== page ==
VAT is essentially a tax on consumer expenditure that must be charged by a taxable entity in the course of furtherance of a business. This tax is levied on most goods and services provided by registered businesses in the UK, and most goods imported into the UK from outside the EU. A UK taxable entity is anyone registered or liable to be registered for UK VAT. All VAT registered businesses are obliged to charge VAT on the full sale price of the goods or services that they provide, unless exempt or otherwise deemed outside the scope of VAT. In theory, the final burden of the tax should not fall on business activity. This objective is achieved by an arrangement known as the input/output system. When a business buys goods or services, it pays VAT to the supplier (input tax).

When the business sells goods or services, whether to another business or to a final consumer, it is required to charge VAT (output tax) unless the supplies are specifically relieved from the VAT charge. If the business makes only taxable supplies, it must total the input tax it incurs and deduct this from the output tax charged, reporting and paying the balance to HMRC on a calendar quarterly basis. The result of this is that the final consumers bear the cost of VAT on the final price of the goods or services they purchase.

If you are a UK resident business that supplies taxable goods and services in the UK and your annual taxable turnover exceeds the stated threshold - £83,000 from 1 April 2016 – you must register for VAT. This fairly high VAT turnover registration limit means that a large number of small turnover businesses are not within the VAT system, though smaller businesses can also voluntarily register for the tax. A taxable person is liable to register for VAT if the combined value of their taxable supplies in the UK exceeded the registration limit in the preceding 12 months, or there are reasonable grounds for believing that the value of taxable supplies to be made in the next 30 days alone will exceed the registration limit.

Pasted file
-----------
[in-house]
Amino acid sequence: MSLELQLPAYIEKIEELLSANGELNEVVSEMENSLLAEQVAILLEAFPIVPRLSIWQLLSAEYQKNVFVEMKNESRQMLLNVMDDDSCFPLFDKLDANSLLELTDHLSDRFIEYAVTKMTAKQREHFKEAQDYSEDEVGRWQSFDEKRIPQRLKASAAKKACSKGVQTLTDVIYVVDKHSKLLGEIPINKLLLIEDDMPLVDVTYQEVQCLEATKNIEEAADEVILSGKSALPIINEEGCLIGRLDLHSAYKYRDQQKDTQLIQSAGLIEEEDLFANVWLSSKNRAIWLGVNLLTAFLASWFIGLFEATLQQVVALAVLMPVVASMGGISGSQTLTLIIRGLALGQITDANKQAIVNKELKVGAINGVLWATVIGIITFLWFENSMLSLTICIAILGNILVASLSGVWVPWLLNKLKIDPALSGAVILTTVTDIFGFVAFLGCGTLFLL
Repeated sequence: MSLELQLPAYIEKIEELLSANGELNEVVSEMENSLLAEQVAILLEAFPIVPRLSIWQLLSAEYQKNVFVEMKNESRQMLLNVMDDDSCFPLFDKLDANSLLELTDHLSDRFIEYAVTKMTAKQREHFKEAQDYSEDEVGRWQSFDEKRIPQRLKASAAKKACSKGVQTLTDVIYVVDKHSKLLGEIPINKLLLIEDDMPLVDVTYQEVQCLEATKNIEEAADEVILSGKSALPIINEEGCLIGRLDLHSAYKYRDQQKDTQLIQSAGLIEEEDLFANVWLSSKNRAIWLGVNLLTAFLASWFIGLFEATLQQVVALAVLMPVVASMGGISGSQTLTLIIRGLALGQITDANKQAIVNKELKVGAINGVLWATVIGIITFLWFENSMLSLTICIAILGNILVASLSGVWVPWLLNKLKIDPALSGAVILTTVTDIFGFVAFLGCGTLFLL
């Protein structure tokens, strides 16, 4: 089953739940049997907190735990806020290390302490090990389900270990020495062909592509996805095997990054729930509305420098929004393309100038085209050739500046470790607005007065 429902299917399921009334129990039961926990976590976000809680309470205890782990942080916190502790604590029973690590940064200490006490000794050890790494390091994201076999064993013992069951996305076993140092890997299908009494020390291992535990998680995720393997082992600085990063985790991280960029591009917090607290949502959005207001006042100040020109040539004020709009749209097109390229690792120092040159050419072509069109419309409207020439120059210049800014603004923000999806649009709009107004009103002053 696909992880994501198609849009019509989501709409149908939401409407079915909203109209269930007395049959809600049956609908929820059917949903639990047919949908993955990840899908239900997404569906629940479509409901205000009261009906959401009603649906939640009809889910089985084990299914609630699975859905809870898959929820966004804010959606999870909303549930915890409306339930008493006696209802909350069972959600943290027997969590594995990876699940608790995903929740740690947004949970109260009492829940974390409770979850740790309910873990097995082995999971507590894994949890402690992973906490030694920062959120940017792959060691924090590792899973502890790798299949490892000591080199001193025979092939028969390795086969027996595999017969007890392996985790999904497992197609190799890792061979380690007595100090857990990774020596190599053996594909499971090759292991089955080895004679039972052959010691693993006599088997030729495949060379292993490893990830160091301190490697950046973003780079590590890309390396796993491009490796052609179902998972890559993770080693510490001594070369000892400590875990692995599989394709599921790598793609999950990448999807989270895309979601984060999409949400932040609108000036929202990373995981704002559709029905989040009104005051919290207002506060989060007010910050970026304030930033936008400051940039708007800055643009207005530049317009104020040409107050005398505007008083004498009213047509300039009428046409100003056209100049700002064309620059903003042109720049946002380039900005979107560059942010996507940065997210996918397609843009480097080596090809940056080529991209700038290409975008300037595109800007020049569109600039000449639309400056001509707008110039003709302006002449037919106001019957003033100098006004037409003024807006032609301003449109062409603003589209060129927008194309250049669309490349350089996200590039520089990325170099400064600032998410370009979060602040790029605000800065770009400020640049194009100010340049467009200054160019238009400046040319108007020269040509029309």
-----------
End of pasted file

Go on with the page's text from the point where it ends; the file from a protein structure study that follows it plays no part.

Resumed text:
A business may also de-register if the anticipated value of the taxable supplies in the next 12 months is less than the de-registration limit (currently £82,000). Taxable persons from other EU countries selling goods via ecommerce face different rules. If they hold the stocks in the UK, at a rented warehouse space, then they must register their foreign company for UK VAT immediately. They will have to do this to report the movement of the goods from their home state into the UK. If EU foreign companies are holding the stocks in their home state prior to receiving a UK order, then they are not immediately required to UK VAT register. Instead, they are allowed to charge the VAT rate of their home country. However, once they exceed the UK’s threshold for ecommerce sales, known as the distance selling threshold, of GBP 70,000 per annum, they will have to UK VAT register. They then charge UK VAT on their sales to UK consumers and le quarterly UK returns.

It is highly likely that a company seeking to set up in the UK will wish to register for VAT or be required to do so. The registration process requires the non-resident company to complete a registration form verifying the basis under which it will become a taxable person, provide statistical information, etc. The registration should be processed in three weeks. However, during busy periods HMRC can take up to 12 weeks. There are other returns that will need to be rendered if a UK based business trades with customers / suppliers located outside the UK. [6]


  1. eCommerce Worldwide. United Kingdom Country Guide. "eCommerce in the United Kingdom"
  2. eCommerce Worldwide. United Kingdom Country Guide. "eCommerce in the United Kingdom"
  3. eCommerce Worldwide. United Kingdom Country Guide. "eCommerce in the United Kingdom"
  4. eCommerce Worldwide. United Kingdom Country Guide. "eCommerce in the United Kingdom"
  5. eCommerce Worldwide. United Kingdom Country Guide. "eCommerce in the United Kingdom"
  6. eCommerce Worldwide. United Kingdom Country Guide. "eCommerce in the United Kingdom"